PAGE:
About 1.3 billion years before Kip Thorne was born, a pair of black holes collided in space, rattling the fabric of space-time itself. The gravitational ripples of that long-ago cataclysm traveled the universe, heading for an improbable encounter with sentient beings sophisticated enough both to detect them and to recognize their origin. It was Kip, 75, a Caltech- and Princeton-trained astrophysicist, who made that discovery possible. As the leading founder, in 1984, of the Laser Interferometer Gravitational-Wave Observatory (LIGO), he played a critical role in developing the instruments that detected the waves and in so doing confirmed a prediction Albert Einstein made a century before.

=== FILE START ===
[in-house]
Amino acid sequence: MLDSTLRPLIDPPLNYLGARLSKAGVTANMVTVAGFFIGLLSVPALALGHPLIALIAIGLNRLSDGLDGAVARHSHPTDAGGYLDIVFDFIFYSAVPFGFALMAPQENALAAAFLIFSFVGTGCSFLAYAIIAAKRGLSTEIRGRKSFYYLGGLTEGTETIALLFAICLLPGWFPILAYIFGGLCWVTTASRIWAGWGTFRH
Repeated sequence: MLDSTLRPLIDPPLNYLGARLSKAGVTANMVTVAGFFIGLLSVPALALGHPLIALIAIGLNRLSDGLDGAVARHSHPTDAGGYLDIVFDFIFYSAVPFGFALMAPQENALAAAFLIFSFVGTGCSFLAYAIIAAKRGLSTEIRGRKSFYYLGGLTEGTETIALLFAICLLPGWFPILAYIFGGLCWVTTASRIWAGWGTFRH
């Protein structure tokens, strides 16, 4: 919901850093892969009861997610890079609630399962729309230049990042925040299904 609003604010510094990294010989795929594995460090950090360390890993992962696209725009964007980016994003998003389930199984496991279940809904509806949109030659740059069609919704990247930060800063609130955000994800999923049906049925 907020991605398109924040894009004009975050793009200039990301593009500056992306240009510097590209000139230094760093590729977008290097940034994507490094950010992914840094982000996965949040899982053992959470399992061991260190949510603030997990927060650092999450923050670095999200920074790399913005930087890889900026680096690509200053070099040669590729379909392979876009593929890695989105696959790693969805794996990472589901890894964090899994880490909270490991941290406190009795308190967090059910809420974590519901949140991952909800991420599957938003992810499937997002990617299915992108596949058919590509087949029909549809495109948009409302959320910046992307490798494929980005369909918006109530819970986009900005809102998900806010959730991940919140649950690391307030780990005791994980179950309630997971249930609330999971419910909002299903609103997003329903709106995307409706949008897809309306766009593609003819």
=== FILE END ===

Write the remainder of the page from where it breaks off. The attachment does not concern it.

Kip deflects credit for the breakthrough, pointing to the younger physicists who kept the project running over the years, and they deserve praise. But as I learned when I worked with him on Interstellar, it takes a person who can not only understand the science but communicate it to make a project like LIGO happen. I used to joke that I could talk to Kip about physics for only 45 minutes before my brain would begin to feel hot. I'd say to him, "We have to come back to this another day. You've used me up." As the body of work Kip has produced over his career makes clear, he has the kind of brain that never gets used up—and we're all better for that.
Nolan is the acclaimed director of such films as Memento, Inception and Interstellar